There are more options than ever when searching for new personnel. Since the the most important factor for success lies in the strength of your human capital, your recruiting process is vital to the success of your company. Finding employees can also be the most frustrating and time-consuming endeavor you ever undertake. This article discusses the options you have and which ones make sense for each situation.
Before you implement any recruiting strategy it is advisable to review your company’s present and future organizational structure and develop a position description. Click here for more information.
There are four basic recruitment options: the Internet, networking, recruitment agencies and classified ads in print.
Thousands of job related websites now exist, and most have similar functionality from an employer’s perspective:
- Employers post ads for a fee
- Employers may search resume database for a fee
- Site offers a supplementary service which screens candidates’ responses based on their applicability to the employer’s prescribed attributes. Note that this service can be a big time saver as online ads usually yield hundreds of responses which could also inundate you with irrelevant resumes.
There are essentially four basic categories of online job sites: generalist sites, industry-specific sites, function-specific sites, and level-specific sites.
Generalist sites accept job ads for all positions from employers in all industries. However, their real strength is in traditional positions (i.e. Controller, Benefits Administrator, etc.) with annual compensation levels ranging between $30,000 and $125,000. Generally, the cost of a single 30-60 day posting on one of the most popular sites is around $300. The cost to search a sites’ resume database is approximately $400 to $1,000 for a limited geographical area and a limited time-frame (2 weeks to one month). Most sites do offer a volume discount for multiple postings. Although the less popular sites generally charge a less expensive posting fee, your ultimate cost per viable prospective candidate would most likely be lower with a more popular site given its significantly wider audience.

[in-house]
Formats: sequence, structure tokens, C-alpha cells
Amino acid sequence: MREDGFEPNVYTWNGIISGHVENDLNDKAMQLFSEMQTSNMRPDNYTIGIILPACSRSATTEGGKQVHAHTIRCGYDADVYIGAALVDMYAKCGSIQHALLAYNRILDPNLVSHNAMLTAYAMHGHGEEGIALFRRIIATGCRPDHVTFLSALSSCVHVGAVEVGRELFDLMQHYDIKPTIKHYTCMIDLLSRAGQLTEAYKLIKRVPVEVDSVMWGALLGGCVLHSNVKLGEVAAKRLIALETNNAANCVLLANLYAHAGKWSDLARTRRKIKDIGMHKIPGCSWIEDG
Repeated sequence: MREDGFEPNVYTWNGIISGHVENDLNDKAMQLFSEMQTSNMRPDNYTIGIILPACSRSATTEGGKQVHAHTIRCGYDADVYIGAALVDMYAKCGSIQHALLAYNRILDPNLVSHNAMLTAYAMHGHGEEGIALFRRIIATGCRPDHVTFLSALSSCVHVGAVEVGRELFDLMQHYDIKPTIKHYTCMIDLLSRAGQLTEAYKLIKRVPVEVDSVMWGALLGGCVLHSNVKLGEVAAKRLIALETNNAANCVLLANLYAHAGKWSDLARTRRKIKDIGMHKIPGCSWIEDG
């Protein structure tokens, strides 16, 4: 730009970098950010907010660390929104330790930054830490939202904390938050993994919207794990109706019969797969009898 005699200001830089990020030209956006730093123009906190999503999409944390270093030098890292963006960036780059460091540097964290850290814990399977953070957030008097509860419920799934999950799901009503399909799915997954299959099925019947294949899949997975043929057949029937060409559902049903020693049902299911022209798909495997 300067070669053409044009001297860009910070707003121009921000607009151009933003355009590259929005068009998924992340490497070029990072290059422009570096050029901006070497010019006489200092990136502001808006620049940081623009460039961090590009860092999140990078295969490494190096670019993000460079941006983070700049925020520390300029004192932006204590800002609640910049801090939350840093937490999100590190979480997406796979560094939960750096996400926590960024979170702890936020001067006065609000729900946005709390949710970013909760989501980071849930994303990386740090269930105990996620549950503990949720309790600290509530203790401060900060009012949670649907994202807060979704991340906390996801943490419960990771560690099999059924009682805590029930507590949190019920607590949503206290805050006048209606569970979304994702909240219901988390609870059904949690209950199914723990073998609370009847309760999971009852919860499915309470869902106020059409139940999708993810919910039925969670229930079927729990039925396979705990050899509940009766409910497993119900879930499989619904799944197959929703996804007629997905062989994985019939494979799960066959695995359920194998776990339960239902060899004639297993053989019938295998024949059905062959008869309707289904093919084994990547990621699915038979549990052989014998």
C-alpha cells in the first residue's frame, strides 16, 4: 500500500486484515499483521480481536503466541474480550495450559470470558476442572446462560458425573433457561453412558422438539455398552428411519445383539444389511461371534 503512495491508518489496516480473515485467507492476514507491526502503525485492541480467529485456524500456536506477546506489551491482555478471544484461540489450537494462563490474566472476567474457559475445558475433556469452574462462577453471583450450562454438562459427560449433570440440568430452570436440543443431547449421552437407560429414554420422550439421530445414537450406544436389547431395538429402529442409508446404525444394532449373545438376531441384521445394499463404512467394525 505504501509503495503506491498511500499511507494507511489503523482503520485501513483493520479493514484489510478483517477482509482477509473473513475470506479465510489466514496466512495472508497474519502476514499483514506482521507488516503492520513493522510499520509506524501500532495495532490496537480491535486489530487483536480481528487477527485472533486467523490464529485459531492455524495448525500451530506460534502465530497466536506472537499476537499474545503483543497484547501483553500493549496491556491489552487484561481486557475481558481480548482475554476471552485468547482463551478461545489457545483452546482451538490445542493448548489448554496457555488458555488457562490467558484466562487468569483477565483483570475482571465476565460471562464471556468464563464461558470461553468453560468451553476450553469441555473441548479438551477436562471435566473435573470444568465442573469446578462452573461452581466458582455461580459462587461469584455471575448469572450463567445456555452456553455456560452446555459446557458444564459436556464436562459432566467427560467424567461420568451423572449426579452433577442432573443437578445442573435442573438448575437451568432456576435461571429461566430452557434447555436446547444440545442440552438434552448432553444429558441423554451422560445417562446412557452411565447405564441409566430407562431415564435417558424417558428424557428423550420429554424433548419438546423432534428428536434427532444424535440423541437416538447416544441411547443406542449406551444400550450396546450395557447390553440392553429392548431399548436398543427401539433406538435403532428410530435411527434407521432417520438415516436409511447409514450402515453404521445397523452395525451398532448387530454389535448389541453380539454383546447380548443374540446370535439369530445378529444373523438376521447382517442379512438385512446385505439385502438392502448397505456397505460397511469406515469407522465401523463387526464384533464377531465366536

Industry-specific sites provide listings for all types of positions within a particular industry segment. Many sites appear to have little activity, so do your due diligence.
Function-specific sites focus on a type of position which exists in companies across many industry segments including sales and marketing, finance and accounting, human resources and benefits administration, etc. As with the industry specific sites, it is prudent to gauge the site’s appeal before making an investment in the posting.
Examples of function-specific sites include: jobsinthemoney.com (finance/accounting), attorneyave.com (legal), salesjobs.com, net-temps.com (temporary/contract workers), and ihirehr.com (human resources)
Level-specific sites specialize in specific levels of career development. For example, 6figurejobs.com is exclusive to executive level postings for positions with annual compensation in excess of $100,000. Additionally, chief.monster.com is for “C-level” positions: CEO, COO, CFO, etc. Monstertrak.com is at the other end of the career continuum as its focus is on college students and recent college grads.
With respect to all online recruiting, search the site for the volume of positions listed, employers represented, and candidate resumes on file to ensure the site has the candidates you are looking for. It is also a good practice to post the position on your company’s website.